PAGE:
The airplane initially impacted two 70- to 80-foot-tall towers suspending power lines. The lines generally ran on a heading of 150/330 degrees. Due to their height, they were not required to be illuminated.
Flight control continuity was confirmed to all surfaces; the flaps were retracted. The elevator and rudder trim positions could not be determined due to impact damage. Fire destroyed the cockpit instrumentation except for a few gauges. It appeared both engines were under at least some power at impact: The right propeller remained attached to its engine, with two of the three blades displayed S-bending with nicks on their leading edges. One of the left prop blades was consumed by fire; the other two displayed curling and both were bent rearward. Examination of the airplane did not reveal any preimpact anomalies that would have precluded normal operation.
The NTSB determined this accident’s probable cause(s) to include: “The unstable approach in black-hole conditions, resulting in the airplane overshooting the runway extended centerline and descending well below a safe glidepath for the runway. Contributing to the accident was the lack of monitoring by the copilot allowing the pilot to fly well below a normal glidepath.”
Both pilots were experienced generally and at night, and they both were familiar with the airport. However, noted the NTSB, that familiarity may have led to complacency during the landing approach. Adequate visibility and moon disk illumination were available to the pilots. “However,” noted the NTSB, the area preceding the runway is a marsh and lacks cultural lighting, which can result in black-hole conditions in which pilots may perceive the airplane to be higher than it actually is while conducting an approach visually.”
“It is likely that the pilot did not maintain adequate crosscheck of his altimeter and radar altimeter during the approach and that the copilot did not monitor the airplane’s progress; thus, the flight crew did not recognize that they were not maintaining a safe approach path. Further, it is likely that neither pilot used the visual glidepath indicator at the airport, which is intended to be a countermeasure against premature descent in visual conditions.”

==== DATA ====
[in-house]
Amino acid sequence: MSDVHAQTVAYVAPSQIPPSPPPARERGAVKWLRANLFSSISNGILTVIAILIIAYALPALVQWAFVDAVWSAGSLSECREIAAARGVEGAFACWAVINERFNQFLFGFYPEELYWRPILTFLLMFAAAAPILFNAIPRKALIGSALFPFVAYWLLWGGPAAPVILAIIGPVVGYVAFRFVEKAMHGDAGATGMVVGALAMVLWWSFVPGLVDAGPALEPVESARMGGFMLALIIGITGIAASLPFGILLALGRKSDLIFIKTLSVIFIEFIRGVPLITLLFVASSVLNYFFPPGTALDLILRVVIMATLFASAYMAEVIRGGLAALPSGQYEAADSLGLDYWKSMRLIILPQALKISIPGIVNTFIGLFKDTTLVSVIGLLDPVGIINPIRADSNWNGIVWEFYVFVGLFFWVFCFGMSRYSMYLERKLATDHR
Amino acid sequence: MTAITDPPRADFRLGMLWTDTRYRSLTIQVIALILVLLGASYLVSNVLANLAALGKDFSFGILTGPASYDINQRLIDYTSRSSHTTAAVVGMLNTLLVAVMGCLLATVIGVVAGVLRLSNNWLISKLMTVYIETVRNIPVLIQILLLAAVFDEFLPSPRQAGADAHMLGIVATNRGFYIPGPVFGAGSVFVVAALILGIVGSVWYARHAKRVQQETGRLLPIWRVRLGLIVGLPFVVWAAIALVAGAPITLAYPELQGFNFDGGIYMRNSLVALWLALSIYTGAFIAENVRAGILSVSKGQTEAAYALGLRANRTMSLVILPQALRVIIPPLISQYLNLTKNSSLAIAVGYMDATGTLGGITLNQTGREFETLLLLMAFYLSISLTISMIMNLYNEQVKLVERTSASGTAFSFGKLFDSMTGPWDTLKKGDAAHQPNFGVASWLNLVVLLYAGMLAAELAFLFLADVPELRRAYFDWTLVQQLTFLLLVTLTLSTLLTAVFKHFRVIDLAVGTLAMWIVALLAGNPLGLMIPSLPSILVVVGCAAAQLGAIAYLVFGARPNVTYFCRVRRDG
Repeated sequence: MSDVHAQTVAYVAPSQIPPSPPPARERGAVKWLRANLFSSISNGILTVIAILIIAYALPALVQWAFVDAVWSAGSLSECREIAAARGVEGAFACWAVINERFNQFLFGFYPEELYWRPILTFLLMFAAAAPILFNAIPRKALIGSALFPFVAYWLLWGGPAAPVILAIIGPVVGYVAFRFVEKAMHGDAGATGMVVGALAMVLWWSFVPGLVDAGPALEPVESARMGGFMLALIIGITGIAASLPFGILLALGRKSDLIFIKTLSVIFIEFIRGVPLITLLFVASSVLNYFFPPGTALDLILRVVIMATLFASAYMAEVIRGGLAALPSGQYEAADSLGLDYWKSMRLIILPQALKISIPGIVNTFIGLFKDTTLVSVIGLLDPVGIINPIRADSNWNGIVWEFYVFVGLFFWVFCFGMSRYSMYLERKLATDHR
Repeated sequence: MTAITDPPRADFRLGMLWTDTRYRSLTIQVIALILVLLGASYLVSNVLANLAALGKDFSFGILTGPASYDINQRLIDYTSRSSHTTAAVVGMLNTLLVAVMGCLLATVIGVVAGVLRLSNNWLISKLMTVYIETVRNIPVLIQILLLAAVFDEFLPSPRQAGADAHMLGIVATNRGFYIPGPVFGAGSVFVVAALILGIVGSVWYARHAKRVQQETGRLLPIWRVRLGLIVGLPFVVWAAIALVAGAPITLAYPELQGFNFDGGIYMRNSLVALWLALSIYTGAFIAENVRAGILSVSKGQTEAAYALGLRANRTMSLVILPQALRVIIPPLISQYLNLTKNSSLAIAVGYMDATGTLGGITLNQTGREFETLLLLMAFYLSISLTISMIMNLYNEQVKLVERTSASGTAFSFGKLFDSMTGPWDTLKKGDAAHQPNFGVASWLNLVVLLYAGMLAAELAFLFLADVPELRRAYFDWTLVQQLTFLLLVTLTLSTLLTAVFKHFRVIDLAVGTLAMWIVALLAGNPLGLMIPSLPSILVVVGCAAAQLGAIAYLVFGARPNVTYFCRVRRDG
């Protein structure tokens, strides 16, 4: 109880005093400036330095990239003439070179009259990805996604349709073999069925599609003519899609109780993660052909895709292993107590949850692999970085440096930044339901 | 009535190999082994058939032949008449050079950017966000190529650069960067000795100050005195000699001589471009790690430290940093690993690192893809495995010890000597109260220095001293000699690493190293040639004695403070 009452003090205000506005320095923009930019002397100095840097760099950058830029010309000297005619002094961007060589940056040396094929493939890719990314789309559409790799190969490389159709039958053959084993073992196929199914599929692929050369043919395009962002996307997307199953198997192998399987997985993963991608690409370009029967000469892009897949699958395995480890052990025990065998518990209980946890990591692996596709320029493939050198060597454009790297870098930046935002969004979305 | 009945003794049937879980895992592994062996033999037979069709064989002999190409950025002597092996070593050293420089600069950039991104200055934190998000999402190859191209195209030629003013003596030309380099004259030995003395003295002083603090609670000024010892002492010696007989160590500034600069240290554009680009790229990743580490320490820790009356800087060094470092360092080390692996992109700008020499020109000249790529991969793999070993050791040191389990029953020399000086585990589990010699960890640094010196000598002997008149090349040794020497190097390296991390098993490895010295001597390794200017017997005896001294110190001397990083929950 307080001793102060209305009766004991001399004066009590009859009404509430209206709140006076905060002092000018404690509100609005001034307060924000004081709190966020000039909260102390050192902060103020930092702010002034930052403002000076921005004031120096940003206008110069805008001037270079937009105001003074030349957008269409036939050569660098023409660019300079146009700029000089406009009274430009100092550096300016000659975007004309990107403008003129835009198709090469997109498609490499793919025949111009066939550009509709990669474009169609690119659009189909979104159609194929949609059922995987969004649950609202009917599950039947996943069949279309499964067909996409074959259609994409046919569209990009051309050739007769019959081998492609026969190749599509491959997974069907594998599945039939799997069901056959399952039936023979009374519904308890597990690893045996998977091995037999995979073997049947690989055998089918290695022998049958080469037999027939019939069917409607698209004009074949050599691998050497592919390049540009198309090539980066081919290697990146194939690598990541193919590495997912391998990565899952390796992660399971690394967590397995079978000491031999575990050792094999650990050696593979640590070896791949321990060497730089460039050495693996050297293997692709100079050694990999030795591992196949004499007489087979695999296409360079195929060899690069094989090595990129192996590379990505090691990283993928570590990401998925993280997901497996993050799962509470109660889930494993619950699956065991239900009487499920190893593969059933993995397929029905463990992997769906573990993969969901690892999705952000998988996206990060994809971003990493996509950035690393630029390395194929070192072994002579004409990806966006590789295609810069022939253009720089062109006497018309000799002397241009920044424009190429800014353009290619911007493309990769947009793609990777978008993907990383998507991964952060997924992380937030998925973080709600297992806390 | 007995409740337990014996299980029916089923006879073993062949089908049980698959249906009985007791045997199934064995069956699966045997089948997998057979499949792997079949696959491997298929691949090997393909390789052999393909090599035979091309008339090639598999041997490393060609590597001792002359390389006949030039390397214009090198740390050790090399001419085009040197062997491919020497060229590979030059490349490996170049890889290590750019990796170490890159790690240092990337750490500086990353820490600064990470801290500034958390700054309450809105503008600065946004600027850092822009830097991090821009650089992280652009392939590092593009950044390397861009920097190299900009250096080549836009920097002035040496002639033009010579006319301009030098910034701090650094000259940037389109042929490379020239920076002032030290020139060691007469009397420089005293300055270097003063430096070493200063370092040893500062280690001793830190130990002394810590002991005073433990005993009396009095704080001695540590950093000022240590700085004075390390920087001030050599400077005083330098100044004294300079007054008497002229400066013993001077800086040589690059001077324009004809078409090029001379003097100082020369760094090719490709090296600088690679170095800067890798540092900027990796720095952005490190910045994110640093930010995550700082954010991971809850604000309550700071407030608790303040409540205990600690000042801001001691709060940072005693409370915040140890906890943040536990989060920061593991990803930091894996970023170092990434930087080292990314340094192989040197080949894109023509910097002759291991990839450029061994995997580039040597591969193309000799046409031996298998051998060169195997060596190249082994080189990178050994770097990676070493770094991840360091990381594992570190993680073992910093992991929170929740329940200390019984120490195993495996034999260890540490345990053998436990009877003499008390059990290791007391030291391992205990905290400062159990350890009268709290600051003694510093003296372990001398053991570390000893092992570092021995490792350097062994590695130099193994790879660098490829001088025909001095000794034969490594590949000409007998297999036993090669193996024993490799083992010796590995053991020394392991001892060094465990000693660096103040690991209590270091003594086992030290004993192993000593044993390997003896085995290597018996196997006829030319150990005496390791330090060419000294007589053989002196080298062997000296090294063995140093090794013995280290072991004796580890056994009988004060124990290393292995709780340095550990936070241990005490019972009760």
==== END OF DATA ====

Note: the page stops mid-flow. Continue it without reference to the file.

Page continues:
I can understand the complacency involved in landing back at a familiar airport in a familiar airplane. But ultimately, the pilots also were complacent in failing to use the PAPI to monitor the glidepath.
AIRCRAFT PROFILE:Beech 65-A90-1 (Army U-21D) King Air
Engines: P&WC PT6A-20
Empty Weight: 5680 lbs.
Max Gross to Weight: 9300 lbs
Typical Cruise Speed: 216 KTAS
Standard Fuel Capacity: 384 gal.
Service Ceiling:30,200 feet
Range: 1160 nm
Vso: 77 KIAS
Limitations of Visual Glidepath Indicators
The FAA’s Aeronautical Information Manual advises that the lights from a precision approach path indicator (PAPI), an on-glidepath example of which is to the left of the runway in the image at right, “are visible from about 5 miles during the day and up to 20 miles at night. The visual glide path of the PAPI typically provides safe obstruction clearance within plus or minus 10 degrees of the extended runway centerline and to 3.4 NM from the runway threshold. Descent, using the PAPI, should not be initiated until the aircraft is visually aligned with the runway.”
As with the visual approach slope indicator, VASI, the AIM advises that, “[i]n certain circumstances, the safe obstruction clearance area may be reduced by narrowing the beam width or shortening the usable distance due to local limitations” or the device may be offset from the extended runway centerline. Both VASI and PAPI installation may involve a glidepath greater than 3.0 degrees.